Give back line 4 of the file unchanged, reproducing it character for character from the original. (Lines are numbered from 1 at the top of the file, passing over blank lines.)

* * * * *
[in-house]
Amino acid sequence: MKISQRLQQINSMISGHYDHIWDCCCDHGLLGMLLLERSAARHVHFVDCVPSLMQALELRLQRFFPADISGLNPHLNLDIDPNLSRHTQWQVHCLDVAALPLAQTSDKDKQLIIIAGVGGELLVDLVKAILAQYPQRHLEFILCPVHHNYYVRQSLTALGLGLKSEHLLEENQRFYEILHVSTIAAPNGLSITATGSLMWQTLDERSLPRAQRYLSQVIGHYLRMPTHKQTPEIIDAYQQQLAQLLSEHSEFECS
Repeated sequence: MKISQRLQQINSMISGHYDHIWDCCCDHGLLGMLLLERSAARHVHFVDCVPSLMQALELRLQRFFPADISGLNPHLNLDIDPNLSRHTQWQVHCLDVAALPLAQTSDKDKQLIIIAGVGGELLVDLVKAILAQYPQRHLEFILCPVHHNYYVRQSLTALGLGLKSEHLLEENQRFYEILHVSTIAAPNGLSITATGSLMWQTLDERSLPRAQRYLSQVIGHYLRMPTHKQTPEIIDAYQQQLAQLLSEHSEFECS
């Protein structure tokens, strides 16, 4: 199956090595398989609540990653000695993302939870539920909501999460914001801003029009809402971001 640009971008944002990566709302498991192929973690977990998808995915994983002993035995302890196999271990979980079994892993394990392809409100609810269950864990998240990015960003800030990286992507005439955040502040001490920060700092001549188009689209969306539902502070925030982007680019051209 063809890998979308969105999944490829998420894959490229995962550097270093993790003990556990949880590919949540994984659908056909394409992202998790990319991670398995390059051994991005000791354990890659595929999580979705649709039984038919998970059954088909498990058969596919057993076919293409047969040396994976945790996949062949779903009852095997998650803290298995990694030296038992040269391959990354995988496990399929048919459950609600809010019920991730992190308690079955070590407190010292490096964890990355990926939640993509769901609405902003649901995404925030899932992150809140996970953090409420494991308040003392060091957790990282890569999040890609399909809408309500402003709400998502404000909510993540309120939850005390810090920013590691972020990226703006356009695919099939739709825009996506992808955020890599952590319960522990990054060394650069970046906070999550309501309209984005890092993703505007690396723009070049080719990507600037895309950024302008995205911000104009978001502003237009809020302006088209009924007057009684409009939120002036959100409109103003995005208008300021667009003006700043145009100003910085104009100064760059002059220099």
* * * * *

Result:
């Protein structure tokens, strides 16, 4: 199956090595398989609540990653000695993302939870539920909501999460914001801003029009809402971001 640009971008944002990566709302498991192929973690977990998808995915994983002993035995302890196999271990979980079994892993394990392809409100609810269950864990998240990015960003800030990286992507005439955040502040001490920060700092001549188009689209969306539902502070925030982007680019051209 063809890998979308969105999944490829998420894959490229995962550097270093993790003990556990949880590919949540994984659908056909394409992202998790990319991670398995390059051994991005000791354990890659595929999580979705649709039984038919998970059954088909498990058969596919057993076919293409047969040396994976945790996949062949779903009852095997998650803290298995990694030296038992040269391959990354995988496990399929048919459950609600809010019920991730992190308690079955070590407190010292490096964890990355990926939640993509769901609405902003649901995404925030899932992150809140996970953090409420494991308040003392060091957790990282890569999040890609399909809408309500402003709400998502404000909510993540309120939850005390810090920013590691972020990226703006356009695919099939739709825009996506992808955020890599952590319960522990990054060394650069970046906070999550309501309209984005890092993703505007690396723009070049080719990507600037895309950024302008995205911000104009978001502003237009809020302006088209009924007057009684409009939120002036959100409109103003995005208008300021667009003006700043145009100003910085104009100064760059002059220099």